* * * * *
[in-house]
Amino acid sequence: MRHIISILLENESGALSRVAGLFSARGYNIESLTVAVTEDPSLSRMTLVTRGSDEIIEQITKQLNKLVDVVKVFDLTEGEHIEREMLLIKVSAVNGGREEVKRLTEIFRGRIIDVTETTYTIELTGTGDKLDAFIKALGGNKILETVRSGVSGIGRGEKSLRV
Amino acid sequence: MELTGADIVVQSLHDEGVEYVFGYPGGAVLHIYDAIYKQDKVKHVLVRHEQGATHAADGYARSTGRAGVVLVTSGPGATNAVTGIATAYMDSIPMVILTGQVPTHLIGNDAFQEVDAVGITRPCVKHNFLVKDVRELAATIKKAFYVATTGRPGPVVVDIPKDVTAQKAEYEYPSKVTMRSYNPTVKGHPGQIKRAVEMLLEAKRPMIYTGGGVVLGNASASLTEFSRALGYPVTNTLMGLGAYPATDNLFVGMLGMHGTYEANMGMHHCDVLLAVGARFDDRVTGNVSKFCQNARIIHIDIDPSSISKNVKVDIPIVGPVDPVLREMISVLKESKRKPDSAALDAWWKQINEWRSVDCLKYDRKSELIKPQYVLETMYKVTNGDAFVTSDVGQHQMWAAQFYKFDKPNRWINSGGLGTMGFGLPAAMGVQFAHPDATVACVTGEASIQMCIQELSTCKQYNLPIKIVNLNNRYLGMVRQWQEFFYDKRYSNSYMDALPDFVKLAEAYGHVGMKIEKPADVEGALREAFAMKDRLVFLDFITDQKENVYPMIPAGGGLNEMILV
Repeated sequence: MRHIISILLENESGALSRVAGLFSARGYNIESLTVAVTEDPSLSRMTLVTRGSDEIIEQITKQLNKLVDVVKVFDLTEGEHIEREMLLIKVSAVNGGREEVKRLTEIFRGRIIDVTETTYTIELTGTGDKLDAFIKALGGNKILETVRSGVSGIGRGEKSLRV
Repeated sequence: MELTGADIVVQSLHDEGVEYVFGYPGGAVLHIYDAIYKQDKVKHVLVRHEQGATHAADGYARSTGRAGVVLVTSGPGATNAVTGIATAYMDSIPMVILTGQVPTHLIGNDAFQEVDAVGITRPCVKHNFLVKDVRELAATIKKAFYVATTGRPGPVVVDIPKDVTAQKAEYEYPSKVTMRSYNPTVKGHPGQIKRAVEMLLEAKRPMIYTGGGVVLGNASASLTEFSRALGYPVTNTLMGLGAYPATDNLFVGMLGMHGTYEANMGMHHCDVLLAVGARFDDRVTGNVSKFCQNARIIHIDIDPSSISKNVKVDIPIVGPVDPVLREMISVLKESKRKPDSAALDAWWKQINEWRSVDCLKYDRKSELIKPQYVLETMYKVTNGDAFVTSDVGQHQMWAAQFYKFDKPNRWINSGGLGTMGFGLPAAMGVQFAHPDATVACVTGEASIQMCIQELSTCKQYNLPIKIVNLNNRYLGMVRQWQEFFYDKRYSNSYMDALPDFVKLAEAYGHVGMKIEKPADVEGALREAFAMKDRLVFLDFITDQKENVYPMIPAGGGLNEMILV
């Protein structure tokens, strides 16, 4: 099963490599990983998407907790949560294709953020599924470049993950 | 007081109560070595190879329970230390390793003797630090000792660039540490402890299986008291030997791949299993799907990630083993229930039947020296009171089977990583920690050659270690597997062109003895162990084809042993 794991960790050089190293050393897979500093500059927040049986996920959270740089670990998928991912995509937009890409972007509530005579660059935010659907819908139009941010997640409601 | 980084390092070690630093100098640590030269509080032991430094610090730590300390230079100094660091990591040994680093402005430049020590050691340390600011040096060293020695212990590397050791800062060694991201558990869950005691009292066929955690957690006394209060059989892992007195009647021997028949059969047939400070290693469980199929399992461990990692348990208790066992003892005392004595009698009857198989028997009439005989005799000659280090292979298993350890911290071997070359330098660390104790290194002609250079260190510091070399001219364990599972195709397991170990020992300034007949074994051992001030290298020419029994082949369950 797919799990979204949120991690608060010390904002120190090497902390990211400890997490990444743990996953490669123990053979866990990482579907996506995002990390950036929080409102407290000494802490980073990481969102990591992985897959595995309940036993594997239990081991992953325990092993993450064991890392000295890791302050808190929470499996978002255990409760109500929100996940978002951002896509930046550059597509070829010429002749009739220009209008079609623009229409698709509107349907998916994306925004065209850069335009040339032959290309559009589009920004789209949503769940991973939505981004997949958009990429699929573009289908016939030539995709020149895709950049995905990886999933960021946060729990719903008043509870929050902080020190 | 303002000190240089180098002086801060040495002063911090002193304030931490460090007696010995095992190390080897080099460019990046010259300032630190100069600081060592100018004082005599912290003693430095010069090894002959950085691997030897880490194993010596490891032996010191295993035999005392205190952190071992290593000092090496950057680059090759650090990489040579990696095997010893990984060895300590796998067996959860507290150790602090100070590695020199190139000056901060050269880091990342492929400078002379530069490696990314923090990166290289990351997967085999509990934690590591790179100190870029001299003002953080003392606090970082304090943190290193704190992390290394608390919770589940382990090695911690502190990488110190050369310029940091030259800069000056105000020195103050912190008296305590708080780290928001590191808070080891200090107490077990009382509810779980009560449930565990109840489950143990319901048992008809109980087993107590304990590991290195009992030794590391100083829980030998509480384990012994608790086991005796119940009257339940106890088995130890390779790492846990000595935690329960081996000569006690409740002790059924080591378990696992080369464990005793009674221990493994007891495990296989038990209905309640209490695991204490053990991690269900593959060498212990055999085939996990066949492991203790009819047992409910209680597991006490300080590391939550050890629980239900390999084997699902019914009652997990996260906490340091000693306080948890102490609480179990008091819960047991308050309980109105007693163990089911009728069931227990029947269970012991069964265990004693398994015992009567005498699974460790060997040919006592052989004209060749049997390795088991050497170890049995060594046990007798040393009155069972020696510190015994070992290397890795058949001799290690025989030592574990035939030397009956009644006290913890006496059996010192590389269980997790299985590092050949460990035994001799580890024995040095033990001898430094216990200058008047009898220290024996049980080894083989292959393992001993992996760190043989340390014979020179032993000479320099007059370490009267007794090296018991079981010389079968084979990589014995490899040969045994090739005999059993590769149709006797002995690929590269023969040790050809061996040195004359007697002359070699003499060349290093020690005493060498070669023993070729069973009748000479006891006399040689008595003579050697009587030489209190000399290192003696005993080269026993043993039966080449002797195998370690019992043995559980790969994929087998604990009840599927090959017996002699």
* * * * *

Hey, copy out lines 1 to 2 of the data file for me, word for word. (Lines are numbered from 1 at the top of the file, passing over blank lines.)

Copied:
[in-house]
Amino acid sequence: MRHIISILLENESGALSRVAGLFSARGYNIESLTVAVTEDPSLSRMTLVTRGSDEIIEQITKQLNKLVDVVKVFDLTEGEHIEREMLLIKVSAVNGGREEVKRLTEIFRGRIIDVTETTYTIELTGTGDKLDAFIKALGGNKILETVRSGVSGIGRGEKSLRV